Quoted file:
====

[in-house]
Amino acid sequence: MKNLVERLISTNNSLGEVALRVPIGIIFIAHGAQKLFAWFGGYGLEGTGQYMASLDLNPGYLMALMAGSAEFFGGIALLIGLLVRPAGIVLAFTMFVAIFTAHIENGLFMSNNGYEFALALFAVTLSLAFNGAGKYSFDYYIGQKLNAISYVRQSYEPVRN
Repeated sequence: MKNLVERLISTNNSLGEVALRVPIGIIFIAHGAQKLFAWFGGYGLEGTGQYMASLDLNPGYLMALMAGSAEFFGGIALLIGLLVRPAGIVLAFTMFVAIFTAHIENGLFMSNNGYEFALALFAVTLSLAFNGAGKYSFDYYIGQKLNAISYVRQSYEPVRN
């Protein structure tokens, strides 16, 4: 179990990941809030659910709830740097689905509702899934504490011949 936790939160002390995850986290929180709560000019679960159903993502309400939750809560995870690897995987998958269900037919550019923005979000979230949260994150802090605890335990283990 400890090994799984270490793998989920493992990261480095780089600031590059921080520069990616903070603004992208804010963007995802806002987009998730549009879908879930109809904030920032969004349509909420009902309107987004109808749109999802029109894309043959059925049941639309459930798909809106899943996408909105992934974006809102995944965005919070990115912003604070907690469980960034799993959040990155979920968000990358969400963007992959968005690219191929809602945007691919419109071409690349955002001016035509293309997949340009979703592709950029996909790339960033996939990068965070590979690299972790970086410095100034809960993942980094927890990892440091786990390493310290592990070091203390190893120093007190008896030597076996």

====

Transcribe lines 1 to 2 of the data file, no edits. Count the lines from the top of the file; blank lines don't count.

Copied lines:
[in-house]
Amino acid sequence: MKNLVERLISTNNSLGEVALRVPIGIIFIAHGAQKLFAWFGGYGLEGTGQYMASLDLNPGYLMALMAGSAEFFGGIALLIGLLVRPAGIVLAFTMFVAIFTAHIENGLFMSNNGYEFALALFAVTLSLAFNGAGKYSFDYYIGQKLNAISYVRQSYEPVRN